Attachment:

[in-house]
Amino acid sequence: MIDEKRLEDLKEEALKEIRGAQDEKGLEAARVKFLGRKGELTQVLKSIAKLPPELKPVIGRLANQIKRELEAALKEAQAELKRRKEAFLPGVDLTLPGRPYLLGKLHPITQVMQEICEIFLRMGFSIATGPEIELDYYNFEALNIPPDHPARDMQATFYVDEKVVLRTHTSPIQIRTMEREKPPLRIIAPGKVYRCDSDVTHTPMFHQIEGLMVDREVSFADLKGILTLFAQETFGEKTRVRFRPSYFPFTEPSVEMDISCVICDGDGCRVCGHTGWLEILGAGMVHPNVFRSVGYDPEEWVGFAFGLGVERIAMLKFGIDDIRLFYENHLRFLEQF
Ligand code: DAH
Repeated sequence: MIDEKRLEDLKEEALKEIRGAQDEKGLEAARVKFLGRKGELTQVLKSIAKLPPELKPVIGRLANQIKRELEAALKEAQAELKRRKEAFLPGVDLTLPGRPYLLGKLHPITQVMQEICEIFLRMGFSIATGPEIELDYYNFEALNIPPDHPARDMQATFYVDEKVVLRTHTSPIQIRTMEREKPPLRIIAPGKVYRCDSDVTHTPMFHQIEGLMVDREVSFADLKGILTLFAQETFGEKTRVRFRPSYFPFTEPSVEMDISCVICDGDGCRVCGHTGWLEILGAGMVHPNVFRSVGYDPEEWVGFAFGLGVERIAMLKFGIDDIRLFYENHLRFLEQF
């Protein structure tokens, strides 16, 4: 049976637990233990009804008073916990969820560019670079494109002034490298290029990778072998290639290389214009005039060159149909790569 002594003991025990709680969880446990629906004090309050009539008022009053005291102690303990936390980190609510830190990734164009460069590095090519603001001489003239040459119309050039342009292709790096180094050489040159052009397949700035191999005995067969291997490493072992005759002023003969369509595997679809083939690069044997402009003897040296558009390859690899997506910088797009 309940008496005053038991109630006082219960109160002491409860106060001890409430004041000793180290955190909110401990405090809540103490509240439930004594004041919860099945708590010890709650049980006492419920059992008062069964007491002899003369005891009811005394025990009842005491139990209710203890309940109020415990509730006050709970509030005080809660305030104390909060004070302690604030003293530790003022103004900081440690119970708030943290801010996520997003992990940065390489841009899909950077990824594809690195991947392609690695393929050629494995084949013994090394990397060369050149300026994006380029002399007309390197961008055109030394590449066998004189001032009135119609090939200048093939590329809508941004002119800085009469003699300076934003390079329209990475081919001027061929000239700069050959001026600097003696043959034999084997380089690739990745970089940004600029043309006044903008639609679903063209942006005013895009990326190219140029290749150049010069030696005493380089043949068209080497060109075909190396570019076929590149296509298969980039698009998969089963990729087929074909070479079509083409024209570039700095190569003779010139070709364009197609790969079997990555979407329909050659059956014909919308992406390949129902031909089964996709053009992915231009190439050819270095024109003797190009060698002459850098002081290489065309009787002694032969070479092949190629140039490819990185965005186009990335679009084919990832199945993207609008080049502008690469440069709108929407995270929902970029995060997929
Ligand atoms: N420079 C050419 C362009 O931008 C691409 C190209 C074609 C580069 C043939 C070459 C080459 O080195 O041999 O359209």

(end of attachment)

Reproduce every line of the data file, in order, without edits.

[in-house]
Amino acid sequence: MIDEKRLEDLKEEALKEIRGAQDEKGLEAARVKFLGRKGELTQVLKSIAKLPPELKPVIGRLANQIKRELEAALKEAQAELKRRKEAFLPGVDLTLPGRPYLLGKLHPITQVMQEICEIFLRMGFSIATGPEIELDYYNFEALNIPPDHPARDMQATFYVDEKVVLRTHTSPIQIRTMEREKPPLRIIAPGKVYRCDSDVTHTPMFHQIEGLMVDREVSFADLKGILTLFAQETFGEKTRVRFRPSYFPFTEPSVEMDISCVICDGDGCRVCGHTGWLEILGAGMVHPNVFRSVGYDPEEWVGFAFGLGVERIAMLKFGIDDIRLFYENHLRFLEQF
Ligand code: DAH
Repeated sequence: MIDEKRLEDLKEEALKEIRGAQDEKGLEAARVKFLGRKGELTQVLKSIAKLPPELKPVIGRLANQIKRELEAALKEAQAELKRRKEAFLPGVDLTLPGRPYLLGKLHPITQVMQEICEIFLRMGFSIATGPEIELDYYNFEALNIPPDHPARDMQATFYVDEKVVLRTHTSPIQIRTMEREKPPLRIIAPGKVYRCDSDVTHTPMFHQIEGLMVDREVSFADLKGILTLFAQETFGEKTRVRFRPSYFPFTEPSVEMDISCVICDGDGCRVCGHTGWLEILGAGMVHPNVFRSVGYDPEEWVGFAFGLGVERIAMLKFGIDDIRLFYENHLRFLEQF
């Protein structure tokens, strides 16, 4: 049976637990233990009804008073916990969820560019670079494109002034490298290029990778072998290639290389214009005039060159149909790569 002594003991025990709680969880446990629906004090309050009539008022009053005291102690303990936390980190609510830190990734164009460069590095090519603001001489003239040459119309050039342009292709790096180094050489040159052009397949700035191999005995067969291997490493072992005759002023003969369509595997679809083939690069044997402009003897040296558009390859690899997506910088797009 309940008496005053038991109630006082219960109160002491409860106060001890409430004041000793180290955190909110401990405090809540103490509240439930004594004041919860099945708590010890709650049980006492419920059992008062069964007491002899003369005891009811005394025990009842005491139990209710203890309940109020415990509730006050709970509030005080809660305030104390909060004070302690604030003293530790003022103004900081440690119970708030943290801010996520997003992990940065390489841009899909950077990824594809690195991947392609690695393929050629494995084949013994090394990397060369050149300026994006380029002399007309390197961008055109030394590449066998004189001032009135119609090939200048093939590329809508941004002119800085009469003699300076934003390079329209990475081919001027061929000239700069050959001026600097003696043959034999084997380089690739990745970089940004600029043309006044903008639609679903063209942006005013895009990326190219140029290749150049010069030696005493380089043949068209080497060109075909190396570019076929590149296509298969980039698009998969089963990729087929074909070479079509083409024209570039700095190569003779010139070709364009197609790969079997990555979407329909050659059956014909919308992406390949129902031909089964996709053009992915231009190439050819270095024109003797190009060698002459850098002081290489065309009787002694032969070479092949190629140039490819990185965005186009990335679009084919990832199945993207609008080049502008690469440069709108929407995270929902970029995060997929
Ligand atoms: N420079 C050419 C362009 O931008 C691409 C190209 C074609 C580069 C043939 C070459 C080459 O080195 O041999 O359209």